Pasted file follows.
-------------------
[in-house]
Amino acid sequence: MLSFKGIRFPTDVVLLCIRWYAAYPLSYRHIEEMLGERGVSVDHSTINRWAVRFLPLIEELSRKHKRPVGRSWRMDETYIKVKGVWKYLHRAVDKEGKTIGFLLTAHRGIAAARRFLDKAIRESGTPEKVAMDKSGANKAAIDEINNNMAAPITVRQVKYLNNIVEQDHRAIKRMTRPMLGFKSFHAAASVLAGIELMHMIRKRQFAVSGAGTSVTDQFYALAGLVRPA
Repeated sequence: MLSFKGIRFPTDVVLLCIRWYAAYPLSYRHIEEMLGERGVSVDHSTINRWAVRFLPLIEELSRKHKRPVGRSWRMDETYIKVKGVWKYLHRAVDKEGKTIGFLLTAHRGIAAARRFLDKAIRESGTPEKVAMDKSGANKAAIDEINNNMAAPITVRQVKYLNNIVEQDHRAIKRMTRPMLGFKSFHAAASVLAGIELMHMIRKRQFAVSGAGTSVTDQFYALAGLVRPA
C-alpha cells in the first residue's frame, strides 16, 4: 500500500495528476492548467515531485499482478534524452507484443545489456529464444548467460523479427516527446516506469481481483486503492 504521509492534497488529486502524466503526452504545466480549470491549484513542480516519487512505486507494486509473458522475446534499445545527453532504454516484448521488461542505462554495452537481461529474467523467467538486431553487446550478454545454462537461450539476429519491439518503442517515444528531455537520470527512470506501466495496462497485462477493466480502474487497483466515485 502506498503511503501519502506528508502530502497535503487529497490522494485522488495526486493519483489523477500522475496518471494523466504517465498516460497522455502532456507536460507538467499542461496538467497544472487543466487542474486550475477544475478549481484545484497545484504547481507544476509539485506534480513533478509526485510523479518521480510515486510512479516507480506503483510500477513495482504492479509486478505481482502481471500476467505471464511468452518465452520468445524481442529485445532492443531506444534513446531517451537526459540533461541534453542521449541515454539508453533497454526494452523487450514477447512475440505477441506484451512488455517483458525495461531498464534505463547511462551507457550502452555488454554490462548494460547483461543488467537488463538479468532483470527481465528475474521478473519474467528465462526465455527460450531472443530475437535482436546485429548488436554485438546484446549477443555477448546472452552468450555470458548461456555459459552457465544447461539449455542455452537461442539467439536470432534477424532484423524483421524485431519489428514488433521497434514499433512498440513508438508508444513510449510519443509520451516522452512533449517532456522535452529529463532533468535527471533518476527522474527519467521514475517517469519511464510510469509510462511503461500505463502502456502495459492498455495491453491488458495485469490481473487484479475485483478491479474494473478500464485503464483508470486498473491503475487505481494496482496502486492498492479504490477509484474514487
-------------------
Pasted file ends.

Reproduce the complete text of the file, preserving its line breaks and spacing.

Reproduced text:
[in-house]
Amino acid sequence: MLSFKGIRFPTDVVLLCIRWYAAYPLSYRHIEEMLGERGVSVDHSTINRWAVRFLPLIEELSRKHKRPVGRSWRMDETYIKVKGVWKYLHRAVDKEGKTIGFLLTAHRGIAAARRFLDKAIRESGTPEKVAMDKSGANKAAIDEINNNMAAPITVRQVKYLNNIVEQDHRAIKRMTRPMLGFKSFHAAASVLAGIELMHMIRKRQFAVSGAGTSVTDQFYALAGLVRPA
Repeated sequence: MLSFKGIRFPTDVVLLCIRWYAAYPLSYRHIEEMLGERGVSVDHSTINRWAVRFLPLIEELSRKHKRPVGRSWRMDETYIKVKGVWKYLHRAVDKEGKTIGFLLTAHRGIAAARRFLDKAIRESGTPEKVAMDKSGANKAAIDEINNNMAAPITVRQVKYLNNIVEQDHRAIKRMTRPMLGFKSFHAAASVLAGIELMHMIRKRQFAVSGAGTSVTDQFYALAGLVRPA
C-alpha cells in the first residue's frame, strides 16, 4: 500500500495528476492548467515531485499482478534524452507484443545489456529464444548467460523479427516527446516506469481481483486503492 504521509492534497488529486502524466503526452504545466480549470491549484513542480516519487512505486507494486509473458522475446534499445545527453532504454516484448521488461542505462554495452537481461529474467523467467538486431553487446550478454545454462537461450539476429519491439518503442517515444528531455537520470527512470506501466495496462497485462477493466480502474487497483466515485 502506498503511503501519502506528508502530502497535503487529497490522494485522488495526486493519483489523477500522475496518471494523466504517465498516460497522455502532456507536460507538467499542461496538467497544472487543466487542474486550475477544475478549481484545484497545484504547481507544476509539485506534480513533478509526485510523479518521480510515486510512479516507480506503483510500477513495482504492479509486478505481482502481471500476467505471464511468452518465452520468445524481442529485445532492443531506444534513446531517451537526459540533461541534453542521449541515454539508453533497454526494452523487450514477447512475440505477441506484451512488455517483458525495461531498464534505463547511462551507457550502452555488454554490462548494460547483461543488467537488463538479468532483470527481465528475474521478473519474467528465462526465455527460450531472443530475437535482436546485429548488436554485438546484446549477443555477448546472452552468450555470458548461456555459459552457465544447461539449455542455452537461442539467439536470432534477424532484423524483421524485431519489428514488433521497434514499433512498440513508438508508444513510449510519443509520451516522452512533449517532456522535452529529463532533468535527471533518476527522474527519467521514475517517469519511464510510469509510462511503461500505463502502456502495459492498455495491453491488458495485469490481473487484479475485483478491479474494473478500464485503464483508470486498473491503475487505481494496482496502486492498492479504490477509484474514487